ANNAPOLIS – Within five to 10 years, scientists believe they will be able to predict who might be at risk for a genetically linked disease.
Data from the federal Human Genome Project has the potential to revolutionize health care by giving doctors the ability to determine if a person is predisposed to certain diseases, such as Alzheimer’s, breast cancer and diabetes, said Kathy Hudson, assistant director to the National Human Genome Research Institute in Bethesda.
However, the information could also be used to discriminate — a problem the Maryland General Assembly is working to prevent. It passed a measure prohibiting an employer from refusing to hire an individual based on genetic information. Under the proposed law, employers would be prohibited from requesting or requiring a job applicant to take a genetic test.
Gov. Parris N. Glendening is expected to sign the bill, which passed unanimously in the House and Senate, said spokeswoman Raquel Guillory.
“We all applaud the scientific breakthroughs made in genetic research but we must be sure that testing, which can predict an individual’s potential for developing a disease or syndrome, is not misused,” said sponsor Sen. Jennie Forehand, D-Montgomery.
Last year, House bill sponsor Michael Finifter, D-Baltimore County, introduced similar legislation, which passed the House but died in a Senate committee without a vote.
Montgomery County made history last year when it became the first local jurisdiction in the country to have a law protecting workers from discrimination based on genetics. The law took effect March 21.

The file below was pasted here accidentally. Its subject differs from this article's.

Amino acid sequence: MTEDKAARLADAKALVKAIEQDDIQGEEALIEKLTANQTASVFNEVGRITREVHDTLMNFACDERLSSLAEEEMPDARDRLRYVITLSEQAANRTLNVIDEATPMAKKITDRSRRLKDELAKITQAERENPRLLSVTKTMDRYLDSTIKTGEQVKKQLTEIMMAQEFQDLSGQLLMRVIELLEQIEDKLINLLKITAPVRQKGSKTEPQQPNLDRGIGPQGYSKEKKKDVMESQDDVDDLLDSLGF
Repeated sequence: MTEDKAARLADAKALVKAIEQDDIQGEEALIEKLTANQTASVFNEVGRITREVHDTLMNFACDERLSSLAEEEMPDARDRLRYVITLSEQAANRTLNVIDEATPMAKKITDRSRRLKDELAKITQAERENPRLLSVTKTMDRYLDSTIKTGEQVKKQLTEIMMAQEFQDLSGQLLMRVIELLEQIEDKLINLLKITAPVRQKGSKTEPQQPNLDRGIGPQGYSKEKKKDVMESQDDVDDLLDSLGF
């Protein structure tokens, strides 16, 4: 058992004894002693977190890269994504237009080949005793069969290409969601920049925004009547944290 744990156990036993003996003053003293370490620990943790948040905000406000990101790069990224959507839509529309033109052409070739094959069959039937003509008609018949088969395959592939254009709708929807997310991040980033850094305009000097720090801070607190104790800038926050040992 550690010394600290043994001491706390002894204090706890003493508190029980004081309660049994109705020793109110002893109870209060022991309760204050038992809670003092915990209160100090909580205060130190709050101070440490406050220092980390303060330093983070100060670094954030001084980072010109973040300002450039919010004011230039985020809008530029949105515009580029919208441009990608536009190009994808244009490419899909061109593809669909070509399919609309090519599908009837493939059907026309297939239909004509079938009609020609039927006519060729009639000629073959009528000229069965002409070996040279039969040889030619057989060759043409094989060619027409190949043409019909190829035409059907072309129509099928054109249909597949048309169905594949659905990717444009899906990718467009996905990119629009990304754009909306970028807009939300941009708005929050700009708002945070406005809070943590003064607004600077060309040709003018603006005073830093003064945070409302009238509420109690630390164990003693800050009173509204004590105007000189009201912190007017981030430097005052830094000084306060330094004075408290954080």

“The level of support for it shows that it addressed a real need and makes sense to many people,” said Councilman Phil Andrews, who sponsored the bill in Montgomery County. “The time is right. It’s important to get ahead of the curve before it becomes common.”
Genetic testing is already happening, according to the American Management Association, which last year surveyed 2,133 companies and found seven performed such testing on employees.
In fact, in February, two employee unions sued Burlington Northern Santa Fe Railway, one of the nation’s largest railroads, for performing genetic tests on people to determine their risk for developing carpal tunnel syndrome. The railroad has discontinued the practice, but a lawsuit is pending in U.S. District Court in Sioux City, Iowa.
Last year, then-President Clinton issued an executive order banning federal agencies from collecting or using genetic information, including family medical history.
A bill outlawing genetic discrimination in employment and health insurance decisions is pending in the U.S. Senate.
One of the risks of genetic discrimination is that it could be a threat to clinical trials, said Barbara Fuller, senior policy adviser for the National Human Genome Research Institute. She said people might not volunteer to participate in clinical trials for fear that their information could be used against them.
“It’s something that we’re very concerned about,” said Fuller. “We know that people do not want to participate in research projects because of the fear of discrimination. We know that employers have been using genetic testing.”
With this legislation, Maryland would join 23 other states with laws protecting workers from discrimination. Maryland already has a law prohibiting genetic discrimination in insurance company decisions.
However, even if the state law is enacted, genetic discrimination is hard to prove, said Andrews. Employers may claim they fired a person for “sloppy work,” instead of for carrying the breast cancer gene. Andrews said he hopes that if there is a pattern of continued testing for no reason, people will ask questions.
“We want to see genetic research go forward because it has promise to save lives,” said Andrews. “It’s important that there are safeguards. Privacy, confidentiality and how the information is used are very important.”